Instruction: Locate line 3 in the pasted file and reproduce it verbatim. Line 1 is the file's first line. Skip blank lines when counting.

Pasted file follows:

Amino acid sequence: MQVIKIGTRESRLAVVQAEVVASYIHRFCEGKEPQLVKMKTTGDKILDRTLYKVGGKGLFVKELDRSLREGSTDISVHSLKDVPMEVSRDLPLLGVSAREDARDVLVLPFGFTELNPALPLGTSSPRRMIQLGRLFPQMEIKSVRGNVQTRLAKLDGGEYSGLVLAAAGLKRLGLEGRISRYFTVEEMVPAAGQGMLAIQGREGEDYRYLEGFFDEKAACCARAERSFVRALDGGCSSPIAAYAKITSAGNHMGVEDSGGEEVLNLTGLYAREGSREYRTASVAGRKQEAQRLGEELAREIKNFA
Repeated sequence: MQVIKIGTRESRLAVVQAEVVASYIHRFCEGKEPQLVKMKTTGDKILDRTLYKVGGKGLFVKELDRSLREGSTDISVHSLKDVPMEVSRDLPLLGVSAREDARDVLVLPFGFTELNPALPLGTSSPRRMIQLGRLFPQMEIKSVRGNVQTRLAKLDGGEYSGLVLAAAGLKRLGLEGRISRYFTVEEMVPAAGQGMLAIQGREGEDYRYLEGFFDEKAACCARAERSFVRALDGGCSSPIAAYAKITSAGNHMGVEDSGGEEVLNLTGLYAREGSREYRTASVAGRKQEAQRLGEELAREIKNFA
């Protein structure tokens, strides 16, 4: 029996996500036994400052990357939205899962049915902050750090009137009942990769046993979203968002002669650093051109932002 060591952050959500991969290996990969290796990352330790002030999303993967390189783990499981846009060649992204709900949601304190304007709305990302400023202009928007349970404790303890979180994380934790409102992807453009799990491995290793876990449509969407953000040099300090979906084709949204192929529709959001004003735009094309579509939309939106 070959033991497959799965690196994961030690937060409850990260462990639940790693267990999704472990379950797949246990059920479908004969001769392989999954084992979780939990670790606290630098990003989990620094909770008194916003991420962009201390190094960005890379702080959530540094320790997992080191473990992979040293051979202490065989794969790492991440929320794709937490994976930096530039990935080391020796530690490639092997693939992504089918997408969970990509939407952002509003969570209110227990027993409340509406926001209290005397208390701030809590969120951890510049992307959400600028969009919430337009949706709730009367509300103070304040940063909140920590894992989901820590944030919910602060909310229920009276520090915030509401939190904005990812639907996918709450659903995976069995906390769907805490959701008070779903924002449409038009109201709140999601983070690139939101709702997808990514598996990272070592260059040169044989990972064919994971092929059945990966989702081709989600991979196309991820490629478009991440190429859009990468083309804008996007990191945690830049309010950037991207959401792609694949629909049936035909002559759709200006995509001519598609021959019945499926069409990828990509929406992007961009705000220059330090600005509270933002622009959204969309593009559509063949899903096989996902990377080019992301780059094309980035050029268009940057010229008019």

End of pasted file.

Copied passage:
């Protein structure tokens, strides 16, 4: 029996996500036994400052990357939205899962049915902050750090009137009942990769046993979203968002002669650093051109932002 060591952050959500991969290996990969290796990352330790002030999303993967390189783990499981846009060649992204709900949601304190304007709305990302400023202009928007349970404790303890979180994380934790409102992807453009799990491995290793876990449509969407953000040099300090979906084709949204192929529709959001004003735009094309579509939309939106 070959033991497959799965690196994961030690937060409850990260462990639940790693267990999704472990379950797949246990059920479908004969001769392989999954084992979780939990670790606290630098990003989990620094909770008194916003991420962009201390190094960005890379702080959530540094320790997992080191473990992979040293051979202490065989794969790492991440929320794709937490994976930096530039990935080391020796530690490639092997693939992504089918997408969970990509939407952002509003969570209110227990027993409340509406926001209290005397208390701030809590969120951890510049992307959400600028969009919430337009949706709730009367509300103070304040940063909140920590894992989901820590944030919910602060909310229920009276520090915030509401939190904005990812639907996918709450659903995976069995906390769907805490959701008070779903924002449409038009109201709140999601983070690139939101709702997808990514598996990272070592260059040169044989990972064919994971092929059945990966989702081709989600991979196309991820490629478009991440190429859009990468083309804008996007990191945690830049309010950037991207959401792609694949629909049936035909002559759709200006995509001519598609021959019945499926069409990828990509929406992007961009705000220059330090600005509270933002622009959204969309593009559509063949899903096989996902990377080019992301780059094309980035050029268009940057010229008019």